Two Short Stories by Justice Greg Hobbs
by Justice Greg Hobbs
Troop 13 met Monday nights at St. Barnabus Episcopal Church, on 13th and Vine, in Denver. These scouts came from Warren Village, a community serving single parents just off of Colfax Avenue, and from the affluent neighborhoods of Capitol Hill and the Country Club, south of the park. Each winter, I would take the scouts up to the snow country so they could earn the Polar Bear award.
White bear, blue nose. It was a great-looking patch. If you survived a sub-zero overnight.
The winter campout I remember most was punctuated by "Mr. Hobb, Mr. Hobb, I lost my glove down the latrine hole."
I looked at the glove that remained on the left hand of this first-time Warren Village camper. A K-Mart or Target special, no insulation. But when a high cold wind’s blowing, there’s no substitute for any degree of covering.
Grief and terror, his look was plain. He really could not go home without that other glove.
His fellow scouts shined their flashlights down the hole. I went fishing with a couple of dead-fall sticks.
Had that glove nearly all the way up a couple of times, gagged, lost it back into the soup.
We all cheered when the glove finally surfaced, and went looking for firewood.
The Four Corners
We are standing in the fourth world. Fire, ice, and flood destroyed the three before. Rickey Hayes, our Native American guide – part Ute, part Cheyenne – says in the past fifteen years the glaciers of the sacred mountains have melted. Rivers and springs have dried up.
He counsels, "Listen to the Hopi Prophecies. Protect the earth and each other. Don’t give in to greed and the easy life."
We are climbing a steep trail within the Ute Mountain Tribal Park, which adjoins Mesa Verde National Park in southwestern Colorado. The path is strewn with once-whole pots, broken ladle pieces, and fragments of corn-grinding stones.
We come to the base of the rimrock, far above the Mancos River and look up. Above us, horizontal ladders bridge the top of two impossibly-placed dwellings. Into a crack the ancestral Puebloans have wedged a vertical tree-trunk ladder to get up to them. We edge carefully around the cliff to Two Story House, which W.H. Jackson of the Hayden Survey first described so eloquently to the American public in 1874. We see what he saw, a "human eyrie" perched "in its little crevice like a swallow’s nest" 800 vertical feet above the Mancos Canyon floor.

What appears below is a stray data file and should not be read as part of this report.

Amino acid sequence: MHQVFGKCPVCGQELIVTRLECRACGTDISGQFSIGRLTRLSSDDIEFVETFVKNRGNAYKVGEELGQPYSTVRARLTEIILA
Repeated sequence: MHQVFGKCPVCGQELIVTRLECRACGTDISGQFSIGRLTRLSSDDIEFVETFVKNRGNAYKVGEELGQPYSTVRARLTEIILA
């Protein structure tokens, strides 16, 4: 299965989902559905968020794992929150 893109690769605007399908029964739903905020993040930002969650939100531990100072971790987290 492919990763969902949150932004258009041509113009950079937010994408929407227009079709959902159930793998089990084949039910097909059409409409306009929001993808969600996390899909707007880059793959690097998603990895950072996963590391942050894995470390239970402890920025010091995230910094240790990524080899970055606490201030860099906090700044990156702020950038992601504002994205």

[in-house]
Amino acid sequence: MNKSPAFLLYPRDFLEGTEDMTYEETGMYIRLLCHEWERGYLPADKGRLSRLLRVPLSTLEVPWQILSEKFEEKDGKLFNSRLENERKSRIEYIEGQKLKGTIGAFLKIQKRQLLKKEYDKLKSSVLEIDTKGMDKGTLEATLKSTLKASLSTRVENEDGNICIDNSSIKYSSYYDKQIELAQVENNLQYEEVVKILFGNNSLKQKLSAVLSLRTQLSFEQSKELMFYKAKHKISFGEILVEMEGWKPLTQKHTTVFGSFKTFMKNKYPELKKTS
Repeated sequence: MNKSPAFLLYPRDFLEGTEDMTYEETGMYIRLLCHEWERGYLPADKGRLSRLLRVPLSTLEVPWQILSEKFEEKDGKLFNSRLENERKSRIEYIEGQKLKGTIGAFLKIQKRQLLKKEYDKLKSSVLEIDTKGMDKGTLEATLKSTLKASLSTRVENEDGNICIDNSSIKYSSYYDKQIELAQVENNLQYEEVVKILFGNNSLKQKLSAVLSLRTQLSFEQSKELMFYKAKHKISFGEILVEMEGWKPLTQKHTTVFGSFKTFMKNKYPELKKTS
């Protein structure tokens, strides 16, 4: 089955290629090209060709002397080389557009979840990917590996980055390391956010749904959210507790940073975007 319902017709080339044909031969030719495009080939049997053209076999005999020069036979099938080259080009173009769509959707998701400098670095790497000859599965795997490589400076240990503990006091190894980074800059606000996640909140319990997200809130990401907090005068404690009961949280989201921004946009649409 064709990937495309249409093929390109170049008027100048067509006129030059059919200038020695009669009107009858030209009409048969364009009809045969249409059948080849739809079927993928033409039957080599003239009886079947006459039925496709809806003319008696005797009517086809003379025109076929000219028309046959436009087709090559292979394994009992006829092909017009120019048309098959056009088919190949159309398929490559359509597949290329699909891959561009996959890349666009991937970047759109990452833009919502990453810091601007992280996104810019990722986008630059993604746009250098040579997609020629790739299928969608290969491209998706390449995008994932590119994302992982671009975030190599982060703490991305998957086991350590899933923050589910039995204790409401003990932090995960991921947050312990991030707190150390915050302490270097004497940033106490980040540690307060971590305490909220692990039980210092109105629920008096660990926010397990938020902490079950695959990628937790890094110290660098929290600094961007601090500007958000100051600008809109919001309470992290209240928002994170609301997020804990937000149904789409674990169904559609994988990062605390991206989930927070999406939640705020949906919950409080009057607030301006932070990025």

On our way out of the canyon, Rickey stops the truck. We walk over to an etched-in-sandstone picture panel rock that Hopi elders have recently come from their mesas to interpret. Rickey points out Spider Woman, companion of creator Taiowa and the mother of the worlds to come. Next to her, is Massoua, earth-god. Then, the Four Circles of the Four Worlds are tucked within one another; followed by Rain Cloud with her butterfly wings; and Kokopelli on his back playing the flute. Sculpted into the end of the panel is the Sipapu, earth’s womb, from which the ancestors emerged to begin their four-directional migrations, settling at last within the four corners, the spiritual center of the universe.
Scholars date human habitation of the southwestern United States to at least 12,000 years ago, based on the discovery in New Mexico of "Clovis Man," who dug the first water wells, used the atlatl for hunting, and ranged among bison, mammoth, dire wolves and large turtles.
Homeland of the Ute, Navajo, and Hopi, the great Colorado River plateau extends between the Mancos River on the north, the Colorado River on the west, the Little Colorado River on the south, and the continental divide on the east – the four corners where Colorado, New Mexico, Utah, and Arizona join. In this era of scarce water, expensive oil, expanding war, and frantically renewed hunts for more uranium, we can look to this country for extrinsic evidence of purpose and meaning. I have a thumb-worn copy of Frank Waters’ "Book of the Hopi" I bought at a bookstore just off the Taos plaza in the summer of 1968.
Hopi means "People of Peace." At the end of World War II, when the United States dropped the atom bombs on Japan, Hopi elders began to make their prophecies public. As Frank Waters recounts in Book of the Hopi, they warned that radioactivity could return to America, destroying land and people. In that event, only the four corners heart of the continental United States would survive: Those who are at peace in their hearts already are in the great shelter of life. Those who take no part in the making of world division by ideology are ready to resume life . . . be they of the black, white, red, or yellow race.
What will happen to we the peoples of the United States? What will become of the world? I’m a judge, not a prophet. In the law of contracts and real property deeds, the "four corners doctrine" holds that a court may not look beyond "the four corners of the agreement to determine the meaning intended by the parties." But, "when the terms of the agreement are ambiguous," judges may look to extrinsic evidence for purpose and meaning.
The cliff dwellings of the Four Corners stand as the last holdout shelter of people who experienced rapid population growth, immense drought, deforestation, and warfare. Their descendents, the Hopi, counsel and warn us. Out there, on the plateau, uranium hunters stake their claims from Colorado to the Grand Canyon.
In March 2008, my wife Bobbie and I lead grandchildren Ella and Kyle, to Mesa Verde. We watch Ella, five years old, climb down the drop-hole ladder of a kiva at Spruce Tree House.
Justice Greg Hobbs has served on the Colorado Supreme Court for 12 years. Prior to that, he practiced environmental, water, transportation and land-use law as an enforcement attorney for the U.S. Environmental Protection Agency; the Colorado Attorney General’s Office; Davis, Graham & Stubbs; and Hobbs, Trout & Raley.